Date of Award

Fall 2021

Degree Type

Open Access Dissertation

Degree Name

Psychology, PhD

Program

School of Social Science, Politics, and Evaluation

Advisor/Supervisor/Committee Chair

Leslie Fierro

Dissertation or Thesis Committee Member

Stewart I. Donaldson

Dissertation or Thesis Committee Member

Michael Quinn Patton

Dissertation or Thesis Committee Member

Sebastian Lemire

Terms of Use & License Information

Terms of Use for work posted in Scholarship@Claremont.

Rights Information

© Copyright Nina R. Sabarre, 2021 All rights reserved

Abstract

As a professional service within the knowledge economy, evaluation is a commercial industry as much as it is an academic discipline (Nielsen, Lemire, & Christie, 2018). However, the scholarship and training supporting evaluation practitioners focus primarily on how to conduct evaluation studies with little to no consideration of the business processes that enable the production and exchange of services (Nielsen et al., 2018). In response to the recent call for research on the evaluation marketplace (Hwalek & Straub, 2018; Kinarsky, 2018; Lemire, Nielsen, & Christie, 2018; Nielsen et al., 2018; Peck, 2018), this dissertation study explores the role of entrepreneurship in influencing the supply of and demand for evaluation services and products.

Two phases of research were conducted to empirically investigate the role of entrepreneurship in the evaluation marketplace. First, Phase 1 utilized secondary data analysis to assess the landscape of evaluation entrepreneurship in the United States. Next, Phase 2 leveraged focus groups, surveys, and interviews with both entrepreneurs and commissioners to examine the role of entrepreneurship in influencing evaluation supply of and demand in the philanthropic sector (i.e., foundations and nonprofits), which is identified as a market segment that is advantageous for small businesses.

Findings in Phase 1 demonstrate the differences between entrepreneurship and independent consulting to highlight the unique role of entrepreneurship in shaping consumer expectations, accelerating innovation, creating opportunities for professional evaluators, and differentiating evaluation services from other types of knowledge work. Entrepreneurs differ from consultants in regards to their business structures, level of commitment, personal and financial risk, and the size and scope of their projects.

Phase 2 comprised of two parallel studies; Study 1 captured perspectives of supply, while Study 2 captured perspectives of demand. Phase 2, Study 1 revealed the primary factors that drive evaluation entrepreneurship, including motivation, target market, products and services, business operations, and business development. Entrepreneurs influence other suppliers through three types of influence: evaluation practice (via collaboration, partnership, and peer learning), production and sales of evaluation services (via marketing, differentiating, innovating, adaptation, advancing trends), and business practices (via shared business knowledge and disrupting business norms).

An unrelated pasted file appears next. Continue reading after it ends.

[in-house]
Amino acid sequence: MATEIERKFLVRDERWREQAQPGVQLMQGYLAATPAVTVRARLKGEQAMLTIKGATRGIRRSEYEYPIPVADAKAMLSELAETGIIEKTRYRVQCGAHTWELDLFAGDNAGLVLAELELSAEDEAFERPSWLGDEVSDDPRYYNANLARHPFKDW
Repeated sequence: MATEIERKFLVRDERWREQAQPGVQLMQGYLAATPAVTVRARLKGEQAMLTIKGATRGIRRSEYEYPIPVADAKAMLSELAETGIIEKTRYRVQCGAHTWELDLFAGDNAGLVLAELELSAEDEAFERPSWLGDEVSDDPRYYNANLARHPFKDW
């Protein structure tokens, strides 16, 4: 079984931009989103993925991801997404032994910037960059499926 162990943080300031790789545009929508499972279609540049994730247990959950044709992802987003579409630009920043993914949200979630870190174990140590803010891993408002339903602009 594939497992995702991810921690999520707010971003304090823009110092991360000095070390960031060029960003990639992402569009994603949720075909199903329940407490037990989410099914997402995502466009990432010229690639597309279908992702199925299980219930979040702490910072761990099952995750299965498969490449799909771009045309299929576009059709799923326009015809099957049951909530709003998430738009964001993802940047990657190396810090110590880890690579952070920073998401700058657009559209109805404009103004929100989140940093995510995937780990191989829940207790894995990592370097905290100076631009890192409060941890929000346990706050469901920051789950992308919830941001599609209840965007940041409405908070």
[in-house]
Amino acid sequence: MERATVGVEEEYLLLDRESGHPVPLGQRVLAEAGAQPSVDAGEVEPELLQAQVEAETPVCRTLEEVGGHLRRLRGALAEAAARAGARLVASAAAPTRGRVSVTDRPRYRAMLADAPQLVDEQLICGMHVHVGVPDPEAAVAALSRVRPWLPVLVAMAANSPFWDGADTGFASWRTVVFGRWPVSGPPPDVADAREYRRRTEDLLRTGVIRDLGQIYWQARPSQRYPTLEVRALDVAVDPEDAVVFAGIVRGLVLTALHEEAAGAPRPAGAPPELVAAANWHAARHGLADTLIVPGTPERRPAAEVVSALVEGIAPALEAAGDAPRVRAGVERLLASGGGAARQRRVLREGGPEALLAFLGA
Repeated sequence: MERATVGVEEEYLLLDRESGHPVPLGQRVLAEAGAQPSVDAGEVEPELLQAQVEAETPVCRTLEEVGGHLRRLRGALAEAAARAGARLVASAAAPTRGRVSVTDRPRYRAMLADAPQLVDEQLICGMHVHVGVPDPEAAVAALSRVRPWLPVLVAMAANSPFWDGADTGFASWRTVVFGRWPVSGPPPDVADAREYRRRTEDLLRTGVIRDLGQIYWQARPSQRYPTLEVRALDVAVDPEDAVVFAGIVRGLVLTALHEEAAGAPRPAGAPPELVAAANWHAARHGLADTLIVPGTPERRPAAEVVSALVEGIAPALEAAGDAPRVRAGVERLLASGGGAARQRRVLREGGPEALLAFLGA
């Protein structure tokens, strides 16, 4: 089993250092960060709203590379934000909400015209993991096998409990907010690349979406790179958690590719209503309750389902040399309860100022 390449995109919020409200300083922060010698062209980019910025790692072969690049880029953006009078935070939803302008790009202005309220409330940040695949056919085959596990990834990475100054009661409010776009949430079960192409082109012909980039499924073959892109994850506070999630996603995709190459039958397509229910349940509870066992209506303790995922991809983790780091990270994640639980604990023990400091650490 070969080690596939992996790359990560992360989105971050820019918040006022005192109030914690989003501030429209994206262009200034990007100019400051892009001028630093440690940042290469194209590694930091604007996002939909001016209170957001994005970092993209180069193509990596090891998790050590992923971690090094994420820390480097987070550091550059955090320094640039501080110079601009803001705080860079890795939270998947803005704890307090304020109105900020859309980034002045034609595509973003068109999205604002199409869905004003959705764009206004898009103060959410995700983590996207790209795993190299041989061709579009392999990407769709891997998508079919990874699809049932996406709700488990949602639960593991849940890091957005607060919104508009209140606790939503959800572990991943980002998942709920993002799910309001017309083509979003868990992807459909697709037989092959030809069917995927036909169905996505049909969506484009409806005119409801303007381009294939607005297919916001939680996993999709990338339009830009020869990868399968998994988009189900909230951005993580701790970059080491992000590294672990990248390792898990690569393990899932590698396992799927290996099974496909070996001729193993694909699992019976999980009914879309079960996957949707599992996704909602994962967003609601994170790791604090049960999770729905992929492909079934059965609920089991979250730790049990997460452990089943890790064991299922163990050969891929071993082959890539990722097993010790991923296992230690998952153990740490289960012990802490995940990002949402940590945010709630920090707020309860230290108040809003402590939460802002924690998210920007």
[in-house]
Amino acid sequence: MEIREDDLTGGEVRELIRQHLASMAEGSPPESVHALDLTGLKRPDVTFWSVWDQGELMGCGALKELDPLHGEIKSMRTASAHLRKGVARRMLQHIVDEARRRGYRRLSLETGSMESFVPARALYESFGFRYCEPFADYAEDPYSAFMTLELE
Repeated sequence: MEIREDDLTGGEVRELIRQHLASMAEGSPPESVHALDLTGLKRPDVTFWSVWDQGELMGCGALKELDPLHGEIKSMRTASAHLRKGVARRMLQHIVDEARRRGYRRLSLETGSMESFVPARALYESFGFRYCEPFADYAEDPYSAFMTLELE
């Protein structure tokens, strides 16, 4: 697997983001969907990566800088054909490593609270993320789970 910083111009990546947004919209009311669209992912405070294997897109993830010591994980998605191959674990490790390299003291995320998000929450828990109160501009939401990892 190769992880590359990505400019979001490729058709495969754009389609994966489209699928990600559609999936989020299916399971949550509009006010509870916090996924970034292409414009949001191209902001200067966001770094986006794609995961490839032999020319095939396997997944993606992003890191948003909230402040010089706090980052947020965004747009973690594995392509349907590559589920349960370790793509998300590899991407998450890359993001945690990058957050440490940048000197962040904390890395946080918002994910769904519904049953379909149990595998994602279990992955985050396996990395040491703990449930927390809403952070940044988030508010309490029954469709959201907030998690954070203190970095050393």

Phase 2, Study 2 revealed the primary drivers of commissioning evaluations: internal evaluation capacity, evaluand and evaluation purpose, and source and amount of funding. Though these contextual factors are mostly out of entrepreneurs’ control, findings suggest that entrepreneurs influence commissioners by: leveraging the interconnected marketplace, establishing a niche, educating and coaching clients to broaden perspectives of evaluation, co- creating opportunities, and cultivating positive experiences.

This research concludes that entrepreneurs have a prominent role in the marketplace, suggesting they also have a responsibility to uphold standards and value of evaluation, especially amid a lack of professionalization of the field and potential tensions between quality andprofitability. This study also explores wider implications of evaluation entrepreneurship as a means to disrupt “business as usual,” dismantle white supremacy in the marketplace, and reimage equity-focused business practices in a way that liberates Black, Indigenous, Hispanic/Latinx, Asian, and other evaluators who have been historically excluded from evaluation scholarship, practice, and leadership.

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